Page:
From: Linda (email@example.com)
Date: Sun Aug 20 2000 - 05:01:17 PDT
cdale wrote: << I am puzzled by Jeff's immediate reaction
to zoloft, which sounds like mania. Don't antideps take weeks and weeks
to saturate the brain?>>
Yup, they usually they take around 6 weeks for maximum effect.
It's a bit difficult explain Jeff's immediate reaction (on-line
diagnosis is rather limiting :)). Sometimes it's an 'ideosycratic
response' - an unpredictable side-effect to a drug. Sometimes it's
placebo effect. This is a very real phenomenon, occurs perhaps 30%
of the time with any drug therapy we prescribe, and why all decent
medical trials have to show statistically significant benefit
Most persons will have no clinical benefit with SSRI's in the first
week or two. Often they just experience side-effects (insomnia,
agitation, etc.) This is why Xanax or other sedatives are often
prescribed initially, so that the patient will persist with SSRI
therapy. Most of these initial side-effects will wear off after
a few weeks.
<< Also, your thoughts on welbutrin, which is being used to treat
everything from ADD to depression to smoking cessation. How the heck
does THAT work?...I ask my doctor questions about how meds work,
how I work, but their answers are always murky. >>
The reason you're getting fuzzy answers is because no one really
knows the actual mechanism of action of Wellbutrin (bupropion).
It seems to increase brain levels of serotonin and norepinephrine
but to a milder degree than other antidepressant drugs.
> In a message dated 8/18/00 5:20:29 PM Eastern Daylight Time,
> firstname.lastname@example.org writes:
> << The SSRI's are actually not more effective in treating
> depression than many of the older antidepressant drugs, but they are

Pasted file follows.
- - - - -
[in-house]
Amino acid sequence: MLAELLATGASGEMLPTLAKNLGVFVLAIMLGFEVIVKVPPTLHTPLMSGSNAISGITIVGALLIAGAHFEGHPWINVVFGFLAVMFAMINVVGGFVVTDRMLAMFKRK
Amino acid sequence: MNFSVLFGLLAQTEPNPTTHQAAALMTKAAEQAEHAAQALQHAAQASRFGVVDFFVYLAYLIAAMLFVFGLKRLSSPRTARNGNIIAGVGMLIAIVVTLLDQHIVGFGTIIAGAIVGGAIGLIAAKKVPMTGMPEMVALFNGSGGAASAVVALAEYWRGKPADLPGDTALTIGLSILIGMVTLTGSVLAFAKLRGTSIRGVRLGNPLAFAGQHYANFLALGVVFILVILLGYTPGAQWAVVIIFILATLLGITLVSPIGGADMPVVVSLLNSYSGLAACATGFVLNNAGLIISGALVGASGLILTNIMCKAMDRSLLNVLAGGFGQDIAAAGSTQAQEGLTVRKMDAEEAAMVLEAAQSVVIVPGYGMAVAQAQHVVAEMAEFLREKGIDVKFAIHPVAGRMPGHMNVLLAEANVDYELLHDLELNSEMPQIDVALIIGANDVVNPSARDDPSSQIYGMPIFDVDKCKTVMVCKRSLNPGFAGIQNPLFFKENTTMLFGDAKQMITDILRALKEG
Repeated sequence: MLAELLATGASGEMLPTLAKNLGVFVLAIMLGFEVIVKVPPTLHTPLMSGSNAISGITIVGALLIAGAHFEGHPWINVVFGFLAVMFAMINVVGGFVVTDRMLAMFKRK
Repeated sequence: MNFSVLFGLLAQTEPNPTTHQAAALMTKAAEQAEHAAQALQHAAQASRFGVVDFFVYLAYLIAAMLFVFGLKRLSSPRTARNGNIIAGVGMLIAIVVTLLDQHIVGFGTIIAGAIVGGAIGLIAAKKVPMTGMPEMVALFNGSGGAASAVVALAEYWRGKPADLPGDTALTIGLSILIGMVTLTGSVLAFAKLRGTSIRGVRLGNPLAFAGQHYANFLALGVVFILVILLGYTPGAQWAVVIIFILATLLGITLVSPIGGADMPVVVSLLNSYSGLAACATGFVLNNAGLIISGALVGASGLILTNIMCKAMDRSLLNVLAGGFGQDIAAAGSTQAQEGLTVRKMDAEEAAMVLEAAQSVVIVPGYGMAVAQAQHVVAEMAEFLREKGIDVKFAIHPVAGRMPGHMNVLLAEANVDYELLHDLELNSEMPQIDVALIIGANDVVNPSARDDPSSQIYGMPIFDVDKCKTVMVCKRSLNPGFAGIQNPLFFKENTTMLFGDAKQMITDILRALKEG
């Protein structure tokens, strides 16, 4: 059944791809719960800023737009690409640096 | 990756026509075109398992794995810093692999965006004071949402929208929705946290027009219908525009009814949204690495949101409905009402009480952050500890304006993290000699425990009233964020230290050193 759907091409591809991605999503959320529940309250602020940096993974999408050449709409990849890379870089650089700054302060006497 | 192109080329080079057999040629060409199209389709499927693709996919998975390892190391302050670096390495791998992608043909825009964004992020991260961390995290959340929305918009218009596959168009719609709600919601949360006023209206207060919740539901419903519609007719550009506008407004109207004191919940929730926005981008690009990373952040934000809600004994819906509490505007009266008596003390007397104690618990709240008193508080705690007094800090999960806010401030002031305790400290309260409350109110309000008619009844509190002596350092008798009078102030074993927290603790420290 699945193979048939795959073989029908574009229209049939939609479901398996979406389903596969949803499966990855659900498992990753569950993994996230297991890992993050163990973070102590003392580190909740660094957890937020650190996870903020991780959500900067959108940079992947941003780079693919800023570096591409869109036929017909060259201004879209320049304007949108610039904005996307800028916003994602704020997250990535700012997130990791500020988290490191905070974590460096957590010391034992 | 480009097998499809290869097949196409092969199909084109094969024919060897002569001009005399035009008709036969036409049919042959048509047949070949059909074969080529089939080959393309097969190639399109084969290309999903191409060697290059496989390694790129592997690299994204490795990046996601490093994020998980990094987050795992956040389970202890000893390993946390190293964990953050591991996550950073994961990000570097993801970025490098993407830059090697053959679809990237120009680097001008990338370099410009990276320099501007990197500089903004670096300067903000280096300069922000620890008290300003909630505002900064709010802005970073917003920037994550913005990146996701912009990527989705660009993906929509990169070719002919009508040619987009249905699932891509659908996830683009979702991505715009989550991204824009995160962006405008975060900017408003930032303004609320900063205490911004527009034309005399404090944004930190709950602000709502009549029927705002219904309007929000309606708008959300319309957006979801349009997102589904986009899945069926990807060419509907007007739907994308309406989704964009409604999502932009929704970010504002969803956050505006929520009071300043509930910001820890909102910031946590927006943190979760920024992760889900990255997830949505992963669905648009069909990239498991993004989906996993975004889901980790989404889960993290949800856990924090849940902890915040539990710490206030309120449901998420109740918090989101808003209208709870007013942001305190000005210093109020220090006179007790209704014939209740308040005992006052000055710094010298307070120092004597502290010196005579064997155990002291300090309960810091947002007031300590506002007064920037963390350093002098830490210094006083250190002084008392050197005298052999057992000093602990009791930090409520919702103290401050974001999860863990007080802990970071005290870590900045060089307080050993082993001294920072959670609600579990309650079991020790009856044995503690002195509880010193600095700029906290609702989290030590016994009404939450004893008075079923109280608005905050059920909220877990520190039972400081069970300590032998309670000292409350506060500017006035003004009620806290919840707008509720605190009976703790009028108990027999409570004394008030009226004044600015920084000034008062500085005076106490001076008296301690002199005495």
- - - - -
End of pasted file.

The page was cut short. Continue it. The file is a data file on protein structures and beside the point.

> much safer and have less side-effects. What they all do is restore the
> neurotransmitter balance so that the patient can think and feel as he
> normally would. It restores the mind back to a more normal state of
> functioning, much like exogenous insulin might be required to restore
> a normal state of glucose metabolism in a diabetic. Since we know
> that some patients are prone to recurrent neurotransmitter imbalance
> resulting in frequent depressive symptoms (perhaps you, Eirikur), it
> makes a lot of sense for these persons to remain on SSRI's
> Was waiting for your input. :-) I am puzzled by Jeff's immediate reaction
> to zoloft, which sounds like mania. Don't antideps take weeks and weeks to
> saturate the brain?
> (sorry to discuss you in the third person, jbone)
> Also, your thoughts on welbutrin, which is being used to treat everything
> from ADD to depression to smoking cessation. How the heck does THAT work?
> (tried it for a bit for ADD - hated it.) I ask my doctor questions about how
> meds work, how I work, but their answers are always murky. I am beginning to
> think doctors are so hyperaware of liability that they think an explanation
> might come off sounding like a claim or promise. Or maybe they just don't
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